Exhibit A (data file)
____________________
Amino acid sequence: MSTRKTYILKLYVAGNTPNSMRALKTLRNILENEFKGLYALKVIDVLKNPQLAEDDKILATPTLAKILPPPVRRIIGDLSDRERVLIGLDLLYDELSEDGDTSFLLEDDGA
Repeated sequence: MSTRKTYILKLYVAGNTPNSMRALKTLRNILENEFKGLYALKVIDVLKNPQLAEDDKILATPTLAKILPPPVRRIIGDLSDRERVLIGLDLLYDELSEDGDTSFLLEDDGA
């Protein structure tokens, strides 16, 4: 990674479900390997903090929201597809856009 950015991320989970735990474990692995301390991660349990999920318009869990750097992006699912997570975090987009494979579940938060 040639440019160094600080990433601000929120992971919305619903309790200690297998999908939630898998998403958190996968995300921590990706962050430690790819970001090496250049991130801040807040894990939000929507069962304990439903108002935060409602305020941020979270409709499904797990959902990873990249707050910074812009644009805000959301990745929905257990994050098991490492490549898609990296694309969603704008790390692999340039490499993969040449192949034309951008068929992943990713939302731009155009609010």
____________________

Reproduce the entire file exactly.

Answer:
Amino acid sequence: MSTRKTYILKLYVAGNTPNSMRALKTLRNILENEFKGLYALKVIDVLKNPQLAEDDKILATPTLAKILPPPVRRIIGDLSDRERVLIGLDLLYDELSEDGDTSFLLEDDGA
Repeated sequence: MSTRKTYILKLYVAGNTPNSMRALKTLRNILENEFKGLYALKVIDVLKNPQLAEDDKILATPTLAKILPPPVRRIIGDLSDRERVLIGLDLLYDELSEDGDTSFLLEDDGA
């Protein structure tokens, strides 16, 4: 990674479900390997903090929201597809856009 950015991320989970735990474990692995301390991660349990999920318009869990750097992006699912997570975090987009494979579940938060 040639440019160094600080990433601000929120992971919305619903309790200690297998999908939630898998998403958190996968995300921590990706962050430690790819970001090496250049991130801040807040894990939000929507069962304990439903108002935060409602305020941020979270409709499904797990959902990873990249707050910074812009644009805000959301990745929905257990994050098991490492490549898609990296694309969603704008790390692999340039490499993969040449192949034309951008068929992943990713939302731009155009609010």